day in the summer lime, and from daylight to dark 
in the winter. At half-past four in the morning the 
factory boll rings and at five the girls must be in the 
mills. A clerk, placed as a watch, observes those 
who are a few minutes behind the time, and effectual 
means are taken to stimulate punctuality. ... At 
seven the girls are allowed thirty minutes for break- 
fast, and at noon thirty minutes more for dinner, 
except during the first quarter of the year, when the 
time is extended to forty-five minutes. But within 
this time they must hurry to their boarding-houses 
and return to the factory. ... At seven o'clock in 
the evening the factory bell sounds the close of the 
day's work. 

It was under these conditions that the coopera- 
tive movement had its brief day of experiment. As 
early as 1828 the workmen of Philadelphia and Cin- 
cinnati had begun cooperative stores. The Phila- 
delphia group were "fully persuaded," accord- 
ing to their constitution, "that nothing short of 
an entire change in the present regulation of trade 
and commerce will ever be permanently beneficial 


to the productive part of the community/'' But 
their little shop survived competition for only a 
few months. The Cincinnati " Cooperative Maga- 
zine" was a sort of combination of store and shop, 
where various trades were taught, but it also soon 

In 1845 the New England Workingmen's Associ- 
ation organized a protective union for the purpose 
of obtaining for its members "steady and profitable 
employment" and of saving the retailer's profit for 
the purchaser. This movement had a high moral 
flavor. "The dollar was to us of minor impor- 
tance; humanitary and not mercenary were our 
motives," reported their committee on organiza- 
tion of industry. "We must proceed from com- 
bined stores to combined shops, from combined 
shops to combined homes, to joint ownership in 
God's earth, the foundation that our edifice must 
stand upon. " In this ambitious spirit u they com- 
menced business with a box of soap and half a 
chest of tea. " In 185 they had 167 branches, a 
capital of $241,712.66, and a business of nearly 
$2,000,000 a year. 

In the meantime similar cooperative movements 
began elsewhere. The tailors of Boston struck for 
higher wages in 1850 and, after fourteen weeks of 


futile struggle, decided that their salvation lay in 
cooperation rather than in trade unionism, which 
at best afforded only temporary relief. About 
seventy of them raised $700 as a cooperative 
nest egg and netted a profit of $510.60 the first 
year. In the same year the Philadelphia printers, 
disappointed at their failure to force a higher wage, 
organized a cooperative printing press. 

The movement spread to New York, where a 
strike of the tailors was in progress. The strikers 
were addressed at a great mass meeting by Albert 
Brisbane, an ardent disciple of Fourier, the French 
social economist, and were told that they must do 
away with servitude to capital. "What we want 
to know/' said Brisbane, "is how to change, peace- 
fully, the system of today. The first great princi- 
ple is combination." Another meeting was ad- 
dressed by a German, a follower of Karl Marx, who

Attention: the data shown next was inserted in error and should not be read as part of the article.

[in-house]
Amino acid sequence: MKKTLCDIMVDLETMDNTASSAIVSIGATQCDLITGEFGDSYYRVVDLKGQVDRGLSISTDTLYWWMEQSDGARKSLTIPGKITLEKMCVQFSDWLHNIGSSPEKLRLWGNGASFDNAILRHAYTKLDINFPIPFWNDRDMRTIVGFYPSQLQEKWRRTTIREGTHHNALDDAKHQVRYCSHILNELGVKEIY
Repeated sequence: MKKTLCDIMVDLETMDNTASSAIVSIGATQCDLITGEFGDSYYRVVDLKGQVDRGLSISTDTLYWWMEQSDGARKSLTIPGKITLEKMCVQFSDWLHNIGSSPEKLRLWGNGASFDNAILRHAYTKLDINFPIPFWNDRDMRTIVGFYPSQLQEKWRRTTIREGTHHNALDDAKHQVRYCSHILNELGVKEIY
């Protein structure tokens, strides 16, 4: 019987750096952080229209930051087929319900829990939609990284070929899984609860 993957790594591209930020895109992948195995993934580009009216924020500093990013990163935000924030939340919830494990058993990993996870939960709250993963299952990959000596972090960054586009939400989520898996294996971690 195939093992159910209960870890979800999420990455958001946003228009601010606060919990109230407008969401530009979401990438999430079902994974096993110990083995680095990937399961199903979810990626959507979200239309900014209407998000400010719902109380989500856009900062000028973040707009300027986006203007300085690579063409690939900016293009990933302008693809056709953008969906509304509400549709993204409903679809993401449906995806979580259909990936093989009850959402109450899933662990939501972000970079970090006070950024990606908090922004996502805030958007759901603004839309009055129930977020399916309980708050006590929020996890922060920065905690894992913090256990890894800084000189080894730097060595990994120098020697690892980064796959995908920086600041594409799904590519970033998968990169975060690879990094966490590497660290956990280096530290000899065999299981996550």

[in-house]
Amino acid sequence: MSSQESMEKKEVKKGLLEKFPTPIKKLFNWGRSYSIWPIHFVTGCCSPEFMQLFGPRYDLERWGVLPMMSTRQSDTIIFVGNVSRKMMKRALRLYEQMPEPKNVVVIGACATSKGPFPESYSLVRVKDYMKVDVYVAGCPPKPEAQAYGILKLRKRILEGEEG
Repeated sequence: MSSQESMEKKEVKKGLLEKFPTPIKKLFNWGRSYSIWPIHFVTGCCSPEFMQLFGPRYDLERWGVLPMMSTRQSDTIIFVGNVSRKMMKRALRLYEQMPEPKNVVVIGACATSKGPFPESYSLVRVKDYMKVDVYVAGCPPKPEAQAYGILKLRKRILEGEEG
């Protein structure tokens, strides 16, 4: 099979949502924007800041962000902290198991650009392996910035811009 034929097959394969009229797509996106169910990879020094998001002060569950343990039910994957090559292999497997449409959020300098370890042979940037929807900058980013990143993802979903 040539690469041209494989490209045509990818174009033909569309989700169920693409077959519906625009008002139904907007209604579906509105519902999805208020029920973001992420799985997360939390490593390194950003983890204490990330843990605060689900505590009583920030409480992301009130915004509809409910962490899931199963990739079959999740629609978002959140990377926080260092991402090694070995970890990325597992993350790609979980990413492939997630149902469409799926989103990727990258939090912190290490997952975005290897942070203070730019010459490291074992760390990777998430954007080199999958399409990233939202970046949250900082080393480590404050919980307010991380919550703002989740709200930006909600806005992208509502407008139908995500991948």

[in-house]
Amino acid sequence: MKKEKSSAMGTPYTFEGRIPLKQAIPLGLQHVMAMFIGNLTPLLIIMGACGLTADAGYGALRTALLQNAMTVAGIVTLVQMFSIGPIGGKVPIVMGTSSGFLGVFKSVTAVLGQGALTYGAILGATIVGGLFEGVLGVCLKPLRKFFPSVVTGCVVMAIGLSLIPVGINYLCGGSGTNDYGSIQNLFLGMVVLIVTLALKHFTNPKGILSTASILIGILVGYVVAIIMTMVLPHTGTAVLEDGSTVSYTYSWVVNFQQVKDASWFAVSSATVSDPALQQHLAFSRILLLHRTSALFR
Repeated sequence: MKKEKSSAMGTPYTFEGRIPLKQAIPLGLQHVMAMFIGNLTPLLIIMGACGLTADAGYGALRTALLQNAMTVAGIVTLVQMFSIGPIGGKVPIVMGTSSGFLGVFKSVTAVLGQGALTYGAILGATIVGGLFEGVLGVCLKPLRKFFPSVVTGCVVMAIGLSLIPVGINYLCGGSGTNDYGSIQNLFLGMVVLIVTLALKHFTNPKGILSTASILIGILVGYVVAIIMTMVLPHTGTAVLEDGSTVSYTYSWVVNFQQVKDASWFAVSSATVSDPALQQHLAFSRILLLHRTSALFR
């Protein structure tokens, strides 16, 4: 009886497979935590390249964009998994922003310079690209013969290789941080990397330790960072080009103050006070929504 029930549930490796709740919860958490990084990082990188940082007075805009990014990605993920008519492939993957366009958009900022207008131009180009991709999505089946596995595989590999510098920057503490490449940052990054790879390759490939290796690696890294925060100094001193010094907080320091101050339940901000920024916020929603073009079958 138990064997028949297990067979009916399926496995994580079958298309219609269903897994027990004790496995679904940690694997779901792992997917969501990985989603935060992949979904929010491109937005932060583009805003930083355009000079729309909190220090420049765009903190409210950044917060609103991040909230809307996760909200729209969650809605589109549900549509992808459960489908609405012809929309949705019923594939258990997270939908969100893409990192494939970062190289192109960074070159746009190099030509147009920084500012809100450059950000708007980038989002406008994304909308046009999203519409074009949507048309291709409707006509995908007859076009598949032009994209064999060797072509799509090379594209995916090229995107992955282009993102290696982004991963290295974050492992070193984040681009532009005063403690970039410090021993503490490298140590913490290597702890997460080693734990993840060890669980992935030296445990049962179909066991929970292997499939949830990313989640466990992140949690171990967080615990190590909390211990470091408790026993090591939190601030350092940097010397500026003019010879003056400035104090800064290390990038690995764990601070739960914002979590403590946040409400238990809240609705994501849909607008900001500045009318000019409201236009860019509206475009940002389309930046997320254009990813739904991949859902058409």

littered in his native tongue these words that sound 
like a modern I. W. W. prophet: "Many of us have 
fought for liberty in the fatherland. We came 
here because we were opposed, and what have we 
gained? Nothing but misery, hunger, and tread- 
ing down. But we are in a free country and it is our 
fault if we do not get our rights. . . . Let those 
who strike eat; the rest starve. Butchers and 


bakers must withhold supplies. Yes. they must 
all strike, and then the aristocrat will starve. We 
must have a revolution. We cannot submit any 
longer." The cry of "Revolution! Revolution!" 
was taken up by the throng. 

In the midst of this agitation a New York 
branch of the New England Protective Union was 
organized as an attempt at peaceful revolution 
by cooperation. The New York Protective Union 
went a step farther than the New England Union. 
Its members established their own shops and so 
became their own employers. And in many other 
cities striking workmen and eager reformers joined 
hands in modest endeavors to change the face of 
things. The revolutionary movements of Europe 
at this period were having a seismic effect upon 
American labor. But all these attempts of the 
workingmen to tourney a ro^gh world with a needle 
were foredoomed to failure. Lacking the essential 
business experience and the ability to cooperate, 
they were soon undone, and after a few years 
little more was heard of cooperation. 

In the meantime another economic movement 
gained momentum under the leadership of George 
Henry Evans, who was a land reformer and may 
be called a precursor of Henry George. Evans 


inaugurated a campaign for free farms to entice to 
the land the unprosperous toilers of the city. In 
spite of the vast areas of the public domain still un- 
occupied, the cities were growing denser and larger 
and filthier by reason of the multitudes from Ire- 
land and other countries who preferred to cast them- 
selves into the eager maw of factory towns rather 
than go out as agrarian pioneers. To such Evans 
and other agrarian reformers made their appeal. 
For example, a handbill distributed everywhere in 
1846 asked: 

Are you an American citizen? Then you are a joint- 
owner of the public lands. Why not take enough of